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Nutrients 2019, 11(2), 318; https://doi.org/10.3390/nu11020318

Sources of Dietary Salt in North and South India Estimated from 24 Hour Dietary Recall

1
The George Institute for Global Health, The University of New South Wales, Sydney, NSW 2006, Australia
2
The George Institute for Global Health, Hyderabad, Telangana 500034, India
3
Public Health Foundation of India, New Delhi, Delhi 110017, India
4
Centre for Chronic Disease Control, New Delhi, Delhi 110017, India
5
Charles Perkins Centre, University of Sydney, Sydney, NSW 2006, Australia
6
School of Public Health, Faculty of Medicine, Imperial College London, Kensington, London SW7 2AZ, UK
7
Royal Prince Alfred Hospital, Sydney, NSW 2050, Australia
*
Author to whom correspondence should be addressed.
Received: 11 January 2019 / Revised: 25 January 2019 / Accepted: 27 January 2019 / Published: 1 February 2019
(This article belongs to the Special Issue Advances in Dietary Sodium Research to Improve Human Health)
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Abstract

Recent data on salt intake levels in India show consumption is around 11 g per day, higher than the World Health Organization’s (WHO) recommended intake of 5 g per day. However, high-quality data on sources of salt in diets to inform a salt reduction strategy are mostly absent. A cross-sectional survey of 1283 participants was undertaken in rural, urban, and slum areas in North (n = 526) and South (n = 757) India using an age-, area-, and sex-stratified sampling strategy. Data from two 24-h dietary recall surveys were transcribed into a purpose-built nutrient database. Weighted salt intake was estimated from the average of the two recall surveys, and major contributors to salt intake were identified. Added salt contributed the most to total salt intake, with proportions of 87.7% in South India and 83.5% in North India (p < 0.001). The main food sources of salt in the south were from meat, poultry, and eggs (6.3%), followed by dairy and dairy products (2.6%), and fish and seafood (1.6%). In the north, the main sources were dairy and dairy products (6.4%), followed by bread and bakery products (3.3%), and fruits and vegetables (2.1%). Salt intake in India is high, and this research confirms it comes mainly from added salt. Urgent action is needed to implement a program to achieve the WHO salt reduction target of a 30% reduction by 2025. The data here suggest the focus needs to be on changing consumer behavior combined with low sodium, salt substitution. View Full-Text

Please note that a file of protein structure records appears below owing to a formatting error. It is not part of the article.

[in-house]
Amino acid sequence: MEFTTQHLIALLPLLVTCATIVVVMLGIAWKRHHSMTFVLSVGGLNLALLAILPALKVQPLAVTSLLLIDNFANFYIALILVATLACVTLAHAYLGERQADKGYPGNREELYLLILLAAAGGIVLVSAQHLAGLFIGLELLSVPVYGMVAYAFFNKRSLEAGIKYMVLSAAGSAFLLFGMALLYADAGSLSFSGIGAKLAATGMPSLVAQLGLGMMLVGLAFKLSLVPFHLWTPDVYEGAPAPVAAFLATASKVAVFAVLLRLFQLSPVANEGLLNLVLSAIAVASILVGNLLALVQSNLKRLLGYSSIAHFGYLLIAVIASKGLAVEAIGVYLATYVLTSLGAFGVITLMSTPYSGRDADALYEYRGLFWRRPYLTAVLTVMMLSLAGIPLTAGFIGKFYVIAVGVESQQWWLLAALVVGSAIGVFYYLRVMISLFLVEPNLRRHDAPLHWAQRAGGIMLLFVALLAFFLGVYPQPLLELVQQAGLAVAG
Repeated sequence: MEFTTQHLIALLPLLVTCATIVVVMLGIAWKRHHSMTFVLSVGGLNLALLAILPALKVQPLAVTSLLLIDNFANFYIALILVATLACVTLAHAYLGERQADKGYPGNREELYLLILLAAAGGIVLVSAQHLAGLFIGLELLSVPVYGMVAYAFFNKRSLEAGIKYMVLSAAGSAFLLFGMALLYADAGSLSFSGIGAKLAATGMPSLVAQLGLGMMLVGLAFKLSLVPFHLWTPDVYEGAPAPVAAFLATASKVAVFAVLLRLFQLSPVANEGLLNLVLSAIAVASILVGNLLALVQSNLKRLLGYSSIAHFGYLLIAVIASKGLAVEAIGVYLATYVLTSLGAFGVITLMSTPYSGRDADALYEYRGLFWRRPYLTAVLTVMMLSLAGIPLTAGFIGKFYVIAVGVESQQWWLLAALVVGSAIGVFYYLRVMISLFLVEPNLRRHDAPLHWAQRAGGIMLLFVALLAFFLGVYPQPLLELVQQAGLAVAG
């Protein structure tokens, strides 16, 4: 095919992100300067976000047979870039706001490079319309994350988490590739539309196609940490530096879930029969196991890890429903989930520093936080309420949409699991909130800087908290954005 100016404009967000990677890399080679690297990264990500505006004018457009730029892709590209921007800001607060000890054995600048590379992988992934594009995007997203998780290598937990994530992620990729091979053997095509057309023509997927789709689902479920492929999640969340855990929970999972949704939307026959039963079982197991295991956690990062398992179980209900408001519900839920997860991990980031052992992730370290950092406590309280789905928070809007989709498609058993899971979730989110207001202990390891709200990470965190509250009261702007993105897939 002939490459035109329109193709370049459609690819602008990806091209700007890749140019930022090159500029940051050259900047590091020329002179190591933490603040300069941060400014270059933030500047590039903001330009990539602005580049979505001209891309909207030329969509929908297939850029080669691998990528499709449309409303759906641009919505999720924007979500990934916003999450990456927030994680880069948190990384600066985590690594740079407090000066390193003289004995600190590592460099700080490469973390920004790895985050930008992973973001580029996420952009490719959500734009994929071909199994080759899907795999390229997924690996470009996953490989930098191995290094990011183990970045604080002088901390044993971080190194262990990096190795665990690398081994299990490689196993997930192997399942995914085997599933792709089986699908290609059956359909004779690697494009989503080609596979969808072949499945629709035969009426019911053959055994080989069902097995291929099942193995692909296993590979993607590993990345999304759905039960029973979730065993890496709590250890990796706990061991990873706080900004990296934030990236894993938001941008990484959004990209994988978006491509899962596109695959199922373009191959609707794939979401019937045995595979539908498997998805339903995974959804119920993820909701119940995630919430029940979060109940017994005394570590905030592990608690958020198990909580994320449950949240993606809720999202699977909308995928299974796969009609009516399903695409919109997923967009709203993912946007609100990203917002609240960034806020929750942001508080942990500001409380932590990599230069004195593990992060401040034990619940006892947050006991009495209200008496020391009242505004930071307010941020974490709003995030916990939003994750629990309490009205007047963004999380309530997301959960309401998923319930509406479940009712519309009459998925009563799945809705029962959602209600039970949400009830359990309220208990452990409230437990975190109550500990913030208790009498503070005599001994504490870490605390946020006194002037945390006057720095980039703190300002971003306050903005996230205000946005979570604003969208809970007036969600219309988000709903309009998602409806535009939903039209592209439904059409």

Keywords: salt; sodium; dietary recall; nutrition; public health; cardiovascular disease salt; sodium; dietary recall; nutrition; public health; cardiovascular disease
This is an open access article distributed under the Creative Commons Attribution License which permits unrestricted use, distribution, and reproduction in any medium, provided the original work is properly cited (CC BY 4.0).

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Johnson, C.; Santos, J.A.; Sparks, E.; Raj, T.S.; Mohan, S.; Garg, V.; Rogers, K.; Maulik, P.K.; Prabhakaran, D.; Neal, B.; Webster, J. Sources of Dietary Salt in North and South India Estimated from 24 Hour Dietary Recall. Nutrients 2019, 11, 318.

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